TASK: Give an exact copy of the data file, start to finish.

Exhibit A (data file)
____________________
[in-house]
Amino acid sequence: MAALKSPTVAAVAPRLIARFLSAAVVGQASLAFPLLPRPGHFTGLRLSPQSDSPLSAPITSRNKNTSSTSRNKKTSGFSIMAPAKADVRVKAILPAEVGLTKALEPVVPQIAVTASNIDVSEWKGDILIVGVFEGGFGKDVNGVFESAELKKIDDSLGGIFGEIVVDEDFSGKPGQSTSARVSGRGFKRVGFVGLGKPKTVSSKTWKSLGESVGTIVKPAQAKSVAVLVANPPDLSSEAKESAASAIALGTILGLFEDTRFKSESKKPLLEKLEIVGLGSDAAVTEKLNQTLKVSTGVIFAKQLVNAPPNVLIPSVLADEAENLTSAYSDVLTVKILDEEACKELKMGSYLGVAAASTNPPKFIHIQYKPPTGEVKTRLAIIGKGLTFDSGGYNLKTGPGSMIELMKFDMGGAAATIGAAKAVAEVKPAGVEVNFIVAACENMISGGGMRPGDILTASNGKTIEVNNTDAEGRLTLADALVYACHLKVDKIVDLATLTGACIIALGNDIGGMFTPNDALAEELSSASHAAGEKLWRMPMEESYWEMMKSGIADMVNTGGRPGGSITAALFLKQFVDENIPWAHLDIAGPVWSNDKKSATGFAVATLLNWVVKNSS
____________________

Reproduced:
[in-house]
Amino acid sequence: MAALKSPTVAAVAPRLIARFLSAAVVGQASLAFPLLPRPGHFTGLRLSPQSDSPLSAPITSRNKNTSSTSRNKKTSGFSIMAPAKADVRVKAILPAEVGLTKALEPVVPQIAVTASNIDVSEWKGDILIVGVFEGGFGKDVNGVFESAELKKIDDSLGGIFGEIVVDEDFSGKPGQSTSARVSGRGFKRVGFVGLGKPKTVSSKTWKSLGESVGTIVKPAQAKSVAVLVANPPDLSSEAKESAASAIALGTILGLFEDTRFKSESKKPLLEKLEIVGLGSDAAVTEKLNQTLKVSTGVIFAKQLVNAPPNVLIPSVLADEAENLTSAYSDVLTVKILDEEACKELKMGSYLGVAAASTNPPKFIHIQYKPPTGEVKTRLAIIGKGLTFDSGGYNLKTGPGSMIELMKFDMGGAAATIGAAKAVAEVKPAGVEVNFIVAACENMISGGGMRPGDILTASNGKTIEVNNTDAEGRLTLADALVYACHLKVDKIVDLATLTGACIIALGNDIGGMFTPNDALAEELSSASHAAGEKLWRMPMEESYWEMMKSGIADMVNTGGRPGGSITAALFLKQFVDENIPWAHLDIAGPVWSNDKKSATGFAVATLLNWVVKNSS